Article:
Meet the great white shark, the ocean's most misunderstood predator

A Great White Shark swimming near Guadalupe Island.

Meet the great white shark, the ocean's most misunderstood predator

Listed among the top fears in the world are sharks, mainly the great white (Carcharodon carcharias). Over 51% of Americans say they are terrified of the species, with 38% too afraid to go into the ocean because of them.

While films like Jaws, Open Water, and even Sharknado perpetuate the belief that they are nothing but ferocious carnivores, great white sharks are fascinating and vital to the entire planet's health. As a keystone species, great white sharks impact their habitat immensely, maintaining marine life populations, which keep the oceans balanced.

Over 400 million years old

A species of large mackerel shark, great white sharks are found in the coastal surface waters of all the major oceans except in the colder regions of the Arctic and Antarctic. Known most for their size, females are larger than males, growing up to 6.1 meters (20 ft) in length and weighing between 1,905 to 2,268 kilograms (4,200–5,000 lb).

An ancient species, the great white shark’s ancestry dates back more than 400 million years, making them one of evolution's greatest success stories. Perfectly adapted to their ocean environment, great whites have survived so long with highly cultivated senses of hearing, touch, smell, and even electromagnetism.

Underwater view of a great white shark swimming near the surface in blue water at Guadalupe Island, Mexico.

Pristine senses for the sea

Great white sharks can pick up low-frequency signals over 240 meters (800 ft) away. They can also sense both the direction and amount of movement coming from the sound.

Their nostrils are on the underside of their snout, leading to the olfactory bulb, which is reported to be the largest of any shark species. With this organ, great white sharks can detect substances in about one part per ten billion parts of water.

Additionally, they have special receptors around their noses that help them sense the electrical nerve impulses of prey. A study by Current Biology reports that sharks also use these electroreceptors to detect the Earth’s magnetic field for navigation during their long-distance migrations.

Balancing life below the surface

With such an intense system of senses, it is no surprise that the great white shark is at the top of the food chain. As apex predators, they eat tuna, rays, seals, sea lions, sea otters, turtles, dolphins, whales, the occasional seabird, and even other sharks.

Because many of these species are beloved by humans, great white sharks seemingly become the “bad guy.” However, without keeping these populations in balance, they would overrun the ocean, overeat their smaller prey or marine vegetation, and ruin the harmony of the entire marine ecosystem.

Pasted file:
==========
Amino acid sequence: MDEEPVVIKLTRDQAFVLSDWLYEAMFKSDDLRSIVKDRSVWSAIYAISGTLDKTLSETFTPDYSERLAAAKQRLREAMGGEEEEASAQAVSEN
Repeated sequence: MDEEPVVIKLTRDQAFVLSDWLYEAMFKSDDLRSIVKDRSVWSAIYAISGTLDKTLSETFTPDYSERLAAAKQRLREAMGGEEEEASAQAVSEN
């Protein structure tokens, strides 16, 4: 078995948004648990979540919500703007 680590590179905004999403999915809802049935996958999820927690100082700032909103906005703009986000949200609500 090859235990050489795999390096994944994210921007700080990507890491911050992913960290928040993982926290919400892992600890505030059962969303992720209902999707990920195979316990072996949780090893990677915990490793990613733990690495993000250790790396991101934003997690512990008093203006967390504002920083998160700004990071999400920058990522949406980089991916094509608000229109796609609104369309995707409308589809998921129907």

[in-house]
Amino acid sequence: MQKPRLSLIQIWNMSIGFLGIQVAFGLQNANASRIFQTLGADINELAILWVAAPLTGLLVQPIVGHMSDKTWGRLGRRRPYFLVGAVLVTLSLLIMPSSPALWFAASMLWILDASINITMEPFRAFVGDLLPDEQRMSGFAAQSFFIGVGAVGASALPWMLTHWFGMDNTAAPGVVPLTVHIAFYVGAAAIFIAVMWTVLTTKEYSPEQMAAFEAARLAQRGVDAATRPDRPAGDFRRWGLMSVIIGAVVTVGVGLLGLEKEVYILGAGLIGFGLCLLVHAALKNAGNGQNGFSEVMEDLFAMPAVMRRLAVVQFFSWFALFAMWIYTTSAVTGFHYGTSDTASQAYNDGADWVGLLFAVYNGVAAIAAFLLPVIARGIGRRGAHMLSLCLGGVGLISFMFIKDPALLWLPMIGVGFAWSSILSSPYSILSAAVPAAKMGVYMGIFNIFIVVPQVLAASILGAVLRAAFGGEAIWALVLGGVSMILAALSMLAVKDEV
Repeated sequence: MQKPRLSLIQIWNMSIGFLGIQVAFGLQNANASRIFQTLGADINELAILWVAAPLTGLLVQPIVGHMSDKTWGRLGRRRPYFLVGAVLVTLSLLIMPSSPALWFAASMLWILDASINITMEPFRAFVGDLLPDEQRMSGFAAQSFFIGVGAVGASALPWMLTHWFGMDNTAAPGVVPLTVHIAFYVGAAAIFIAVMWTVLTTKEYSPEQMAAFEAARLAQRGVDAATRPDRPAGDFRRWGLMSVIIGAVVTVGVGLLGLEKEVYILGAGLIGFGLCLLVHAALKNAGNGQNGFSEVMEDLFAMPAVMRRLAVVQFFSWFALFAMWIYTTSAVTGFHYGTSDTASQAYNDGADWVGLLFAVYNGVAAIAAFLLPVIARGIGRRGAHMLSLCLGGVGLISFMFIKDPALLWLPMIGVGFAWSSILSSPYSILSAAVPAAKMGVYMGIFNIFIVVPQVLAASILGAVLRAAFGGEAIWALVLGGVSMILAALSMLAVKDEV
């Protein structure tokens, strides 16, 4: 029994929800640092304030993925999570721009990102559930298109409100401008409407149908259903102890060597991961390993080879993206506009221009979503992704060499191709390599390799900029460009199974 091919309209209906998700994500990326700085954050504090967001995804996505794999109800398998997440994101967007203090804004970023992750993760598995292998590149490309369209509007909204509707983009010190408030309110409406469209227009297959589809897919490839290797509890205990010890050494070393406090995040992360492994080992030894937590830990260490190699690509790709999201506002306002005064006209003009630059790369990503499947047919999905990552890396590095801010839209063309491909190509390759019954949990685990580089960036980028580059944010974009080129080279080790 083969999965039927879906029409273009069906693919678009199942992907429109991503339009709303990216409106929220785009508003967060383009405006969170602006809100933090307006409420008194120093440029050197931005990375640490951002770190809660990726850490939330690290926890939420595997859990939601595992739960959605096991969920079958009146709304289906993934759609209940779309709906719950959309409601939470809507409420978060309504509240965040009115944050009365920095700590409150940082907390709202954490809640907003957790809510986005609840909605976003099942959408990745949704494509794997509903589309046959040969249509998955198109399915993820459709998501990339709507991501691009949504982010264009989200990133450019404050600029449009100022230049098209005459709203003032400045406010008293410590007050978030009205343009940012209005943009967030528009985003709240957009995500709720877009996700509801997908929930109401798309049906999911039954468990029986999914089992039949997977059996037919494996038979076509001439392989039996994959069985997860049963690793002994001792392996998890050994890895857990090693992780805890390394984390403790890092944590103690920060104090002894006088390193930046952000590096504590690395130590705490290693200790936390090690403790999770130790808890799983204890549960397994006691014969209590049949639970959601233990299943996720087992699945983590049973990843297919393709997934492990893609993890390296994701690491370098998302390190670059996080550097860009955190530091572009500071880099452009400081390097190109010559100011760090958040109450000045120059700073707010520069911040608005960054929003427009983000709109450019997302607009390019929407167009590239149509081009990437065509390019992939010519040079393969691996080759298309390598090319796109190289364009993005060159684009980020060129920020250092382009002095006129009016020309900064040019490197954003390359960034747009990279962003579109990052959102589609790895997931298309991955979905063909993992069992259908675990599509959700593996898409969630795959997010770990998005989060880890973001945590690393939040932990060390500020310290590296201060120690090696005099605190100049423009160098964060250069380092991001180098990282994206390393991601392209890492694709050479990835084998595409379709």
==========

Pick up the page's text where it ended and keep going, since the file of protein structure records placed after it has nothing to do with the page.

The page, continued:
Furthermore, when it comes to humans, they are not on the great white’s menu. Contrary to popular belief, great white sharks do not mistake swimmers and surfers for seals. Attacks typically occur in waters that impair the shark's senses. Research shows that great whites decide whether to keep eating in one bite, and humans are too bony for their liking.

Great white shark hunting a South African fur Seal.

A long adolescence

Little is known about the great white shark's mating habits, but it takes male great white sharks 26 years to reach sexual maturity and 33 years for females to be ready to birth offspring. Ovoviviparous, eggs develop and hatch in the uterus and continue to develop until birth, which takes 11 months.

The shark pup's powerful jaws develop within the first month of life. Young and juvenile great white sharks are also crucial to the ecosystem, as they prey on smaller species, keeping those populations in balance.

Preserving our oceans

Great white sharks are listed on the International Union for Conservation of Nature (IUCN) Red List as Vulnerable. Overfishing and the drastic change in ocean health due to the climate crisis are the main contributors to their decline.

The unwarranted negative reputation in media undermines the importance of shark conservation. Without their protection, the very balance of life in our oceans woul be in peril. 

Learn more about the importance of sharks in our ecosystem
Sign up for the One Earth Newsletter

The One Earth Newsletter showcases innovative projects from around the world led by individuals and community organizations who are making the vision of a green, resilient future a reality.